The NEP’s call for economic value of educational processes, along with skill-based learning and employability, holds a strategic place in Karnataka’s education framework, keeping in mind that the state, which leads in information technology, biotechnology, electronics, aerospace, and manufacturing across sectors, has as the prime agenda to ensure a sustained supply of quality talent to the local industry, besides meeting the national demand and the requirements of the changing global business landscape.
While colleges and institutes have been mandated to build an academia-industry relationship through mentorship, internship and apprenticeship programmes, the state, under internationalisation of education, a key feature of NEP, has introduced a dual degree twinning programme for undergraduate courses in collaboration with universities in countries advancing in the technology-driven Fourth Industrial Revolution.
Latching on to the multidisciplinary and multidimensional aspects of NEP and keeping the ever-changing requirements of the industry in mind, the state has a unique programme under which non-STEM students, with guidance from trainers from NASSCOM, are taught data analytics, artificial intelligence, information science and even the crucial aspects of cyber security.
On the other hand, STEM students are undergoing a financial literacy course, under an agreement with the National Stock Exchange Academy, to learn about financial and investment management along with the intricacies of stock markets. The state also plans to have courses in humanities, social sciences and humanities integrated in the technical education curriculum.
In the national academic spectrum, there has been a lot of talk about NEP’s multiple-exit and multiple-entry options for undergraduate (UG) programmes. Karnataka, as the first state to implement the national policy, has explored and developed a structure towards this, giving students the power of choice and flexibility to pursue courses, when they desire or deem fit.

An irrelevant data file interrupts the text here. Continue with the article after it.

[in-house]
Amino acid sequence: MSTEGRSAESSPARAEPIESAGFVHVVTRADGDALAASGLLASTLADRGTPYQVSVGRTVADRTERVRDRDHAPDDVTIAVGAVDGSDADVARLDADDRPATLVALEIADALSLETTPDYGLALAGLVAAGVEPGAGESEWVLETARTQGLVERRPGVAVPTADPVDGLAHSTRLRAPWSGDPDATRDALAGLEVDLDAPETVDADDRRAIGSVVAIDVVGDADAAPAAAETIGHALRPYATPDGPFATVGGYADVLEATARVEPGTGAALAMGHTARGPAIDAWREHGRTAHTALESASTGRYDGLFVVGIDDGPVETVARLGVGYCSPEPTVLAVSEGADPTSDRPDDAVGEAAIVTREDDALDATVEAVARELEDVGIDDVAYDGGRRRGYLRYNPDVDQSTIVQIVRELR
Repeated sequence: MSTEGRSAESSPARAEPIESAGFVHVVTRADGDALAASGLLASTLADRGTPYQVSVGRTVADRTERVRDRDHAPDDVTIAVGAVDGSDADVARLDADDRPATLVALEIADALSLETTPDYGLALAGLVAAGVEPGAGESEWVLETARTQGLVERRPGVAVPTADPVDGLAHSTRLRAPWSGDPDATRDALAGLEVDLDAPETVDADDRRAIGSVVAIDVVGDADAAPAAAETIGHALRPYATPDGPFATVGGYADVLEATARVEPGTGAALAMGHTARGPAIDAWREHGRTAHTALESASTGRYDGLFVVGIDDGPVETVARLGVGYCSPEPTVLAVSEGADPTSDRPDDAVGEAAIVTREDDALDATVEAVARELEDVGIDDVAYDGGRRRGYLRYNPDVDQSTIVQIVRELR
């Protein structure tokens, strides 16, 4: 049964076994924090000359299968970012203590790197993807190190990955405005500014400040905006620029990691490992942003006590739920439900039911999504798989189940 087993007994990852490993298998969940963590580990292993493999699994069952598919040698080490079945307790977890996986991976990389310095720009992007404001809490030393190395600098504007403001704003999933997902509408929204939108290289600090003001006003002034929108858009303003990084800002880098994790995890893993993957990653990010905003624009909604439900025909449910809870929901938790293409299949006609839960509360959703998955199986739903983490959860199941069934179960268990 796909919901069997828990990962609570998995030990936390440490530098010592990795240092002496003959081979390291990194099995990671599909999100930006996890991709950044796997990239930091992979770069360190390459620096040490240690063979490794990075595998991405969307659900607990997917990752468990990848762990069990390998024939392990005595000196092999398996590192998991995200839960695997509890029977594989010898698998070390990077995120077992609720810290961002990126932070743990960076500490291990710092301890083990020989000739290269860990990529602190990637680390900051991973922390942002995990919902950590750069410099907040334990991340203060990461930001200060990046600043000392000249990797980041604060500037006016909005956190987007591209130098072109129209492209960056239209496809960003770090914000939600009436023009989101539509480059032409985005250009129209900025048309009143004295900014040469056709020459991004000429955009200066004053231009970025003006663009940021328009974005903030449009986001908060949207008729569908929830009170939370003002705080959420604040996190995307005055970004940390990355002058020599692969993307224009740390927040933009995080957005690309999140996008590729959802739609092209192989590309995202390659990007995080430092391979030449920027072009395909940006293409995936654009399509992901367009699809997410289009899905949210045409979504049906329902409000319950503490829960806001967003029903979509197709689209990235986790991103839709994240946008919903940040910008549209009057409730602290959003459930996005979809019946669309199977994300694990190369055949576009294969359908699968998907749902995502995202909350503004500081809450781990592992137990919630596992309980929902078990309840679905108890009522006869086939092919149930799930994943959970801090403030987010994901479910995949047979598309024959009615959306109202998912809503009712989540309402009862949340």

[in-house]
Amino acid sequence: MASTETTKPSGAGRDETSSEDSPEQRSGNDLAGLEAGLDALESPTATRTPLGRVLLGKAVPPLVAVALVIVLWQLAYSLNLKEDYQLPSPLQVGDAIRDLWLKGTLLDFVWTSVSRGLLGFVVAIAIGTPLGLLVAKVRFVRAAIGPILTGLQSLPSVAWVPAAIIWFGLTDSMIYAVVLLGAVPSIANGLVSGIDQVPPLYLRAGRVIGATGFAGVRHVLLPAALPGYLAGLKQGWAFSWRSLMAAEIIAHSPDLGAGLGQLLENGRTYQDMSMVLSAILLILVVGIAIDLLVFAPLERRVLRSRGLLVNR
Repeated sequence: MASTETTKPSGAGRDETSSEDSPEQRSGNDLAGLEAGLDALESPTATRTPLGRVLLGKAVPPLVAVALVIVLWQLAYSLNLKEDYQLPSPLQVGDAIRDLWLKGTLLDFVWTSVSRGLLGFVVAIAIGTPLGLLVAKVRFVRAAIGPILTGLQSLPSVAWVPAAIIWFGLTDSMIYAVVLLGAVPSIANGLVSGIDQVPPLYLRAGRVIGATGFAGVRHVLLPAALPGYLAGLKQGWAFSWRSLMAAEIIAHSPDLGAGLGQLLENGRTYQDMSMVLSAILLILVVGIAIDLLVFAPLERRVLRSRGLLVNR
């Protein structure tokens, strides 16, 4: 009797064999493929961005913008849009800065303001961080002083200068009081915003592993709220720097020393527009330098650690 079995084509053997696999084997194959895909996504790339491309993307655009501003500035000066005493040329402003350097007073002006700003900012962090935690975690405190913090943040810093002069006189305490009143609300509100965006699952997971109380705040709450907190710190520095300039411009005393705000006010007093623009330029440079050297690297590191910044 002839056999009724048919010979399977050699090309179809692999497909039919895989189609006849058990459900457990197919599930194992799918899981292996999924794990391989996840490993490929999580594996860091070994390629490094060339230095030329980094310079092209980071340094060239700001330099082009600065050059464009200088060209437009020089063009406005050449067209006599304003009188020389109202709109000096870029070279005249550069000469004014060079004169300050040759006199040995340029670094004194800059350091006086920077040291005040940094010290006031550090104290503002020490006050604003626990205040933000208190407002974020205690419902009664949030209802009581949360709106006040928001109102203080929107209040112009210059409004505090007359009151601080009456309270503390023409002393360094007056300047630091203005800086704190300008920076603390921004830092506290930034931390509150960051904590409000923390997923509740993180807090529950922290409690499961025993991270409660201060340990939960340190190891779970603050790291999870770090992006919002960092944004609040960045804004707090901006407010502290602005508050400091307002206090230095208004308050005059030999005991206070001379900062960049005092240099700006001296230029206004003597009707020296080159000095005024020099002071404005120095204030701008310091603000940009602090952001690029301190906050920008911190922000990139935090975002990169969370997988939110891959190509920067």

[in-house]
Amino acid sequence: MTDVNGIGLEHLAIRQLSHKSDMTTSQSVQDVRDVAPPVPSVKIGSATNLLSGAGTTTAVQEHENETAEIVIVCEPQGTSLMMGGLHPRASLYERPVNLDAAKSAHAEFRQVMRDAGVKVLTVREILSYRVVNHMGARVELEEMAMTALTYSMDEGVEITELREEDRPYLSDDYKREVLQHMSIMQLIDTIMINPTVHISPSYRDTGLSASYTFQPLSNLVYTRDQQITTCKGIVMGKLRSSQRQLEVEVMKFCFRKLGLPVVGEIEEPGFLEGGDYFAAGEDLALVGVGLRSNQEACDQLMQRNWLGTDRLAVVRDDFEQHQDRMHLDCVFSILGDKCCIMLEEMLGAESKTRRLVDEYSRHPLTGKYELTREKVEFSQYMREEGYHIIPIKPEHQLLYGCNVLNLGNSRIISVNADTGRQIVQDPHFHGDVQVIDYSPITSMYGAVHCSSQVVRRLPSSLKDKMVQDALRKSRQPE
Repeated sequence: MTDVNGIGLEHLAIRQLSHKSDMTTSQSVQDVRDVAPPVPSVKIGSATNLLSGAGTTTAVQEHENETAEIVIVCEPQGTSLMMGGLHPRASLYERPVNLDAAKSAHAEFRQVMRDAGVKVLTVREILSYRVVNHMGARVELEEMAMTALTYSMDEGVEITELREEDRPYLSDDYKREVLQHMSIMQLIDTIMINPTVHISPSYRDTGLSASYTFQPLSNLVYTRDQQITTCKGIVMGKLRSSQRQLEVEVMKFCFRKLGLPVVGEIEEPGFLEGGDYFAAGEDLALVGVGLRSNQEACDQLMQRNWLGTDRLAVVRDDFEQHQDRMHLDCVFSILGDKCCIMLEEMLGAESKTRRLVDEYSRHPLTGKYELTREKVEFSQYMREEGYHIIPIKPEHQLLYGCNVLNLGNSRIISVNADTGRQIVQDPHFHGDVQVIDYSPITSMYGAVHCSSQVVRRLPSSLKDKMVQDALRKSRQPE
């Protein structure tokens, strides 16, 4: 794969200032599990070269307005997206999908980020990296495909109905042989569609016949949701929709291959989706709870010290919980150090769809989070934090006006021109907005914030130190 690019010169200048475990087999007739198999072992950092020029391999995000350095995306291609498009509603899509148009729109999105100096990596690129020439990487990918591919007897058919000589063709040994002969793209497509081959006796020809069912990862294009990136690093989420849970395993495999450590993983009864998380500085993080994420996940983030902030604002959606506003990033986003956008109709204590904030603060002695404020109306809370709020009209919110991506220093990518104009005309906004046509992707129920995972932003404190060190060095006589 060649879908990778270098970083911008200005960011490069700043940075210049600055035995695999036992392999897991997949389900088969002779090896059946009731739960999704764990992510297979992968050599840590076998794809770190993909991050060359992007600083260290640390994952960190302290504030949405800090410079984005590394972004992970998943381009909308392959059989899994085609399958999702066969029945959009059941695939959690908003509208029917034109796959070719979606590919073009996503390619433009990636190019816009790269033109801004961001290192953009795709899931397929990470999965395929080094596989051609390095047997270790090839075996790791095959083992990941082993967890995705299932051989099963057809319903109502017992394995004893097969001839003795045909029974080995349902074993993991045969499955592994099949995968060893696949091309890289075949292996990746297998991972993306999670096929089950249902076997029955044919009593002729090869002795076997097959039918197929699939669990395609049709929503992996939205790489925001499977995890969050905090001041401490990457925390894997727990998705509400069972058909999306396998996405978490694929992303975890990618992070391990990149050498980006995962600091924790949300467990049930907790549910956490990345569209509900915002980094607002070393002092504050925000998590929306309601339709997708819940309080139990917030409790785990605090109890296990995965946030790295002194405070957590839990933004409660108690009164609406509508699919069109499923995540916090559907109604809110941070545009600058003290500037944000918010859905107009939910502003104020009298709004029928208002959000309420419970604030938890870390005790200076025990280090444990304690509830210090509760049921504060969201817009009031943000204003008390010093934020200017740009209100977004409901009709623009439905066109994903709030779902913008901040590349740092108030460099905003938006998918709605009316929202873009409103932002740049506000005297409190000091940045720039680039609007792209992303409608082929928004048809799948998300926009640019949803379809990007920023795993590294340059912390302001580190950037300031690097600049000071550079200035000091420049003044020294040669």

Before going into the details, it is pertinent to highlight that this model breaks the age-old taboo of students being labelled as dropouts, and serves as a boon for those who cannot continue their studies at that point of time due to financial, social or any other reason, but have the desire to resume studies later.
Exiting a programme comes with its conditions, the foremost being a student must undergo a mandatory skill and ability enhancement course followed by an academic assessment. In addition, students exiting in the first year are “certificate” holders, those in the second year are “diploma” holders, while a degree is awarded for those completing three years. In a five-year integrated undergraduate and postgraduate programme, those exiting in the fourth year are “honours degree” holders, while those completing five years get their “Master’s degree”.
The design is such that at no stage are students left in the lurch in terms of an educational recognition, and have the freedom of again entering a programme when they feel it is favourable.
Karnataka aims to completely implement NEP in the state in the next 10 years, against the national target of 2035, contributing to the national growth story, which under the leadership of Prime Minister Narendra Modi, has been time and again asserted and fortified.